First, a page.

I got a desperate phone call the other day. The call came from a man several states away. Let’s call him “Bill.” Bill had hip replacement surgery in 2007. The Depuy ASR artificial hip was implanted. He began to suffer pain eighteen months later, in early 2009, and blood tests showed his cobalt and chromium metal levels were rising at an alarming rate. He was suffering from metallosis. In 2011 Bill underwent Revision Surgery to remove the Depuy ASR hip. A year later he hired an attorney and filed his product liability lawsuit against Depuy Orthopaedics and Johnson & Johnson (the parent company of Depuy) in federal court in Bill’s home state. From there, the case was transferred to the Depuy ASR MDL in the Northern District of Ohio, before Judge David Katz. Judge Katz was the federal judge assigned to handle or manage the pretrial issues associated with the thousands of Depuy ASR cases that were transferred to his court after being filed across the country.
In November 2013, the first Settlement was reached between the Plaintiffs’ Committee and the Defense Team for Depuy and J&J. I have written about this Settlement and its terms here. So six years after the Original Surgery, and four years after the first onset of pain, and two years after Revision Surgery, Bill finally had the opportunity to accept the settlement offer or reject the offer and pursue a jury trial on his specific case. After much deliberation, Bill rejected the settlement offer.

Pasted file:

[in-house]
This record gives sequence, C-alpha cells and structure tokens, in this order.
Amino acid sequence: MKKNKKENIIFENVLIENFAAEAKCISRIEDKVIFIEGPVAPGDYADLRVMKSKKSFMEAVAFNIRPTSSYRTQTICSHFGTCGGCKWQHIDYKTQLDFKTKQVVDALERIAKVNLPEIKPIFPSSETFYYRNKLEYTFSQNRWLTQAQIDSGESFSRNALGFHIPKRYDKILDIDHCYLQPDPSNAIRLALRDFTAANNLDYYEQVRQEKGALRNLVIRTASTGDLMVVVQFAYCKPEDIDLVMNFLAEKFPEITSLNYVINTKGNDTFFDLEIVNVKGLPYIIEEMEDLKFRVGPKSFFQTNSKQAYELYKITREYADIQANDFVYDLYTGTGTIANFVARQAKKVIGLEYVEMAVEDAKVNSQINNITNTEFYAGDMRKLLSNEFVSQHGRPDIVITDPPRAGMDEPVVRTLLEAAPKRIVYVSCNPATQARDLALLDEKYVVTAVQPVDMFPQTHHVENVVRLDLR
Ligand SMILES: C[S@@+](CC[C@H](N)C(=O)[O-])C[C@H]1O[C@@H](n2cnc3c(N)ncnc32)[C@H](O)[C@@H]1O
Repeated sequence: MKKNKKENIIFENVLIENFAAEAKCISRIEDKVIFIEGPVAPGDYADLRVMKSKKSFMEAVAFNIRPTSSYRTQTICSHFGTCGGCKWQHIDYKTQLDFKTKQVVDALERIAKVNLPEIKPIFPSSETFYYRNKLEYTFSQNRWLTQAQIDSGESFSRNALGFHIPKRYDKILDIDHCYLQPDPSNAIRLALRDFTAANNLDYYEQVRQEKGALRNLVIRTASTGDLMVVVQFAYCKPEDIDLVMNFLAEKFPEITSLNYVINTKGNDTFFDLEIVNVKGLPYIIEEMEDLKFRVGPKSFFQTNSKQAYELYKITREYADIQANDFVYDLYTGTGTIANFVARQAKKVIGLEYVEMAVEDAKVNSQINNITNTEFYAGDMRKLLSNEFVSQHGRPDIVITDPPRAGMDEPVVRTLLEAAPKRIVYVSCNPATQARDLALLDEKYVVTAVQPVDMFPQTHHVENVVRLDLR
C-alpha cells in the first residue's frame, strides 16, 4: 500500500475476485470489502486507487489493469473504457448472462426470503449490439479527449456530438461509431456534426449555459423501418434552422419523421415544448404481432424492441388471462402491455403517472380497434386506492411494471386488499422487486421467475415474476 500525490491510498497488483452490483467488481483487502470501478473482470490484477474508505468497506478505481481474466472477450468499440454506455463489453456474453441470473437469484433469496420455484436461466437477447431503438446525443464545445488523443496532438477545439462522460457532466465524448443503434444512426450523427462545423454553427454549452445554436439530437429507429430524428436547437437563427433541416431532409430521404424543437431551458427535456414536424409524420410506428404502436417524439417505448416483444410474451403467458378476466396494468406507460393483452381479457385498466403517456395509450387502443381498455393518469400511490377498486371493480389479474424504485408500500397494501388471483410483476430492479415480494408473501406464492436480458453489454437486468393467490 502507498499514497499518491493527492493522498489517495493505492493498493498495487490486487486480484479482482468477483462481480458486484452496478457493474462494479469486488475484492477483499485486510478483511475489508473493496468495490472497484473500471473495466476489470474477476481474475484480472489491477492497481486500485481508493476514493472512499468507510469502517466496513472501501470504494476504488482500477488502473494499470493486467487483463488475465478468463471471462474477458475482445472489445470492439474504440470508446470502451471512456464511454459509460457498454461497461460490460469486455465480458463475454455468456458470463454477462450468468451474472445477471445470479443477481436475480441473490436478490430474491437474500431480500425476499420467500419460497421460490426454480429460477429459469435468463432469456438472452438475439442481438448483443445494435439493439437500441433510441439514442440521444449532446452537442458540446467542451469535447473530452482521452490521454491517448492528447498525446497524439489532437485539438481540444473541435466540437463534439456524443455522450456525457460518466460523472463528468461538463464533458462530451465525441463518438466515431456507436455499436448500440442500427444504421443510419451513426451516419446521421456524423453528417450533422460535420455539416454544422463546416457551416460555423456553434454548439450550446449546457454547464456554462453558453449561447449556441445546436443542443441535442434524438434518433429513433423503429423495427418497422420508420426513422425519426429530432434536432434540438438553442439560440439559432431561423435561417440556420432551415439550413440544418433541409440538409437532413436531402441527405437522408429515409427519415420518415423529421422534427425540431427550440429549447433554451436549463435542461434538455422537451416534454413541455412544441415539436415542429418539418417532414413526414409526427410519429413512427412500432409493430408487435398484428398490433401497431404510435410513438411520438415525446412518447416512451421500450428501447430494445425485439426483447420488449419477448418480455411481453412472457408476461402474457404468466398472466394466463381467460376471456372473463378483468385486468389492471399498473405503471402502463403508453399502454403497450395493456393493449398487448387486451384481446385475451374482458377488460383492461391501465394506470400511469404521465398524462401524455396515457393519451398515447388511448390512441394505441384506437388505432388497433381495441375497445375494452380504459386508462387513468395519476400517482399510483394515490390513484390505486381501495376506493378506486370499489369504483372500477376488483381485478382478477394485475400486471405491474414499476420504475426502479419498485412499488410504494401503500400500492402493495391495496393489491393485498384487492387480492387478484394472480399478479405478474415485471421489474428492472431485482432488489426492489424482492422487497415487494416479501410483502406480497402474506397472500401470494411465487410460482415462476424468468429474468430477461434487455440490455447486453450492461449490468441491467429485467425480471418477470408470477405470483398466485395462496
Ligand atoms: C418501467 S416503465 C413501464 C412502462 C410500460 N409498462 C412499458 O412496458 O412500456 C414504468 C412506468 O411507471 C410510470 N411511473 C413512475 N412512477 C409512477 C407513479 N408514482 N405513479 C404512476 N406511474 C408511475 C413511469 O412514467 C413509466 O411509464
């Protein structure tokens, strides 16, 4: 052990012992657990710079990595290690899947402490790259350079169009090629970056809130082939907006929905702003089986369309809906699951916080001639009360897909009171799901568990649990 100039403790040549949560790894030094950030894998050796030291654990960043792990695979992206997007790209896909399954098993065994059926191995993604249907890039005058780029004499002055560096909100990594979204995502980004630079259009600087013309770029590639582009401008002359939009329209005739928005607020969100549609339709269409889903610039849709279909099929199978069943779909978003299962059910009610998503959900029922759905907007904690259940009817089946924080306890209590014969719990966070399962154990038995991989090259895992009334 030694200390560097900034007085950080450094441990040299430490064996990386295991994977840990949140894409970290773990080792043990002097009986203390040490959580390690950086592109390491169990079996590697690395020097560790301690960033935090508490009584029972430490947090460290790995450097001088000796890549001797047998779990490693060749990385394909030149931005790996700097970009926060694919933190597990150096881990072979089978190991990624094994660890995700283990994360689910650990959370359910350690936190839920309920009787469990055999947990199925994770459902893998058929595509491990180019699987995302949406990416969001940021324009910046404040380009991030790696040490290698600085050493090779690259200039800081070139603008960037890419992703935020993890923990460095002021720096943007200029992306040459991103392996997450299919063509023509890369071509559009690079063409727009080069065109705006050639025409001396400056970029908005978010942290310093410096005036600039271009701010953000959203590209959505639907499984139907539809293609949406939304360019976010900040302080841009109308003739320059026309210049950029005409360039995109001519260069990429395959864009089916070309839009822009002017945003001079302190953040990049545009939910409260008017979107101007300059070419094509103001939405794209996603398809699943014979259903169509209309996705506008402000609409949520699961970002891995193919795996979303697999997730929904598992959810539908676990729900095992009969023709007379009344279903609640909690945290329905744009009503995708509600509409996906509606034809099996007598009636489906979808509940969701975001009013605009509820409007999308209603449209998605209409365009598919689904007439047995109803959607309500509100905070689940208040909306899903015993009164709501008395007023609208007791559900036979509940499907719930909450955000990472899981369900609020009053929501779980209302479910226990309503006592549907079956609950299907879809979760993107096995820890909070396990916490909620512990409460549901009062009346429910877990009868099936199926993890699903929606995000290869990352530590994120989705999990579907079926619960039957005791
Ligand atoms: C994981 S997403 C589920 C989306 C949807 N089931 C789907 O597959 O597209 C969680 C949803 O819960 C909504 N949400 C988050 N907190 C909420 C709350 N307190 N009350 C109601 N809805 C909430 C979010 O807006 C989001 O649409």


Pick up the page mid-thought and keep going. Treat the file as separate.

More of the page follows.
Three years have now passed. Bill’s case is not on a trial calendar. In fact, as far as I am aware no case has yet been tried of any person who rejected the settlement offers. To make matters worse, this summer Judge Katz, in charge of the MDL, passed away. A new judge had to be appointed to take his place overseeing the MDL.
Bill is at his wit’s end. He told me he merely wants his day in court. He is now nine years removed from the Original Surgery, seven years removed from the onset of symptoms, five years from Revision Surgery, and over four years from filing suit. And still no trial date in sight.
Bill is not alone. Hundreds of people in the MDL rejected the settlement. And those people are waiting too.
So how long does it take to resolve your artificial hip case?